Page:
Initial jobless claims were up a bit from last week, to 377,000, although the more closely watched (and less ‘noisy’) four-week moving average dropped to 378,000.

Durable goods orders rose +3.0% for December, which was more than the expected +2.0%.  Several components of the underlying report showed decent growth, including ‘core’ capital goods (non-defense, non-aircraft), which reversed some weakness from prior months.  Shipments were also up.  All-in-all, despite the Fed’s comments yesterday regarding some slowing in business spending, these reports have been showing the economy growing at a moderate, albeit not explosive pace.

Pending home sales fell by -3.5% (month-over-month) in December, which was slightly more than the -1.0% expected number and reversed stronger gains of the prior few months.  This index tracks ‘signed sales contracts,’ and usually front-runs the existing home sales number by a few months—so perhaps some weaker numbers on that front are forthcoming.  The FHFA home price index, which tracks house transactions using agency-conforming loans, was up +1.0% for December, however.  This index has shown some better momentum than a few other home price indexes.  Overall, a continued choppy housing market, but the volatility in monthly numbers points to possible bottoming, as opposed to continued free-fall downward.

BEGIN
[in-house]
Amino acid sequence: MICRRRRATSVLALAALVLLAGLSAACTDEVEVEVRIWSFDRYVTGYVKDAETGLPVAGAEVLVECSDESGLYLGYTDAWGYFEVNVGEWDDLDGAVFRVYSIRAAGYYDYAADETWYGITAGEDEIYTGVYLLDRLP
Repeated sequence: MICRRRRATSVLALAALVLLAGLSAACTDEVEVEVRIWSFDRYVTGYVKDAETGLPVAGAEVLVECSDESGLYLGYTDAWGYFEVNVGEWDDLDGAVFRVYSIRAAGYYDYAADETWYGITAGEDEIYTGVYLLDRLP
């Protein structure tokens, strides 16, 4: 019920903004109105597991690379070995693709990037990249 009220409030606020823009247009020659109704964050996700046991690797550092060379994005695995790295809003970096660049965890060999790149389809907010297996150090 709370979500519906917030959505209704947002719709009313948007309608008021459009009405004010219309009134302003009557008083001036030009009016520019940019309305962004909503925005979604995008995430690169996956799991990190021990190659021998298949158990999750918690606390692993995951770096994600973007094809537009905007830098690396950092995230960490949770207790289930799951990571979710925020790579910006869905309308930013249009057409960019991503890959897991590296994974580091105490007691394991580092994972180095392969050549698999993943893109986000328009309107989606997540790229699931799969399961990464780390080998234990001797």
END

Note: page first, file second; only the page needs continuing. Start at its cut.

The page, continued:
New home sales numbers were down -2.2% for December, at a 307,000 seasonally-adjusted annualized rate, which was in contrast to consensus expectations for a 2% increase.  In fact, 2011 became the worst year on record for new home sales, and the number of homes being built remains extremely low.  While negative news continues for sure, the overall number of homes being built is ridiculously low—so low, in fact, that we are barely keeping up with the number of homes being ‘scrapped’ each year, let alone new homes needed to keep pace with demographic demand.  In other words, in a few years we may need more.

Lastly, the Michigan Consumer Sentiment Survey increased to 75.0 in January, a point or so higher than consensus.  Both current conditions and expectations were higher, which resulted in the best reading since last February.


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U.S. stocks were up a bit on the week, at a more tempered pace than previous ones so far this month.  Utilities and technology led the way, while telecom services and health care lagged the market by the greatest degree.  Overall, growth outperformed value and small-caps beat out large caps on the week.  Thus far, from an earnings standpoint, 169 companies in the S&P 500 have reported and about 2/3 of these have beaten analyst estimates.  More to come this week from several high profile companies.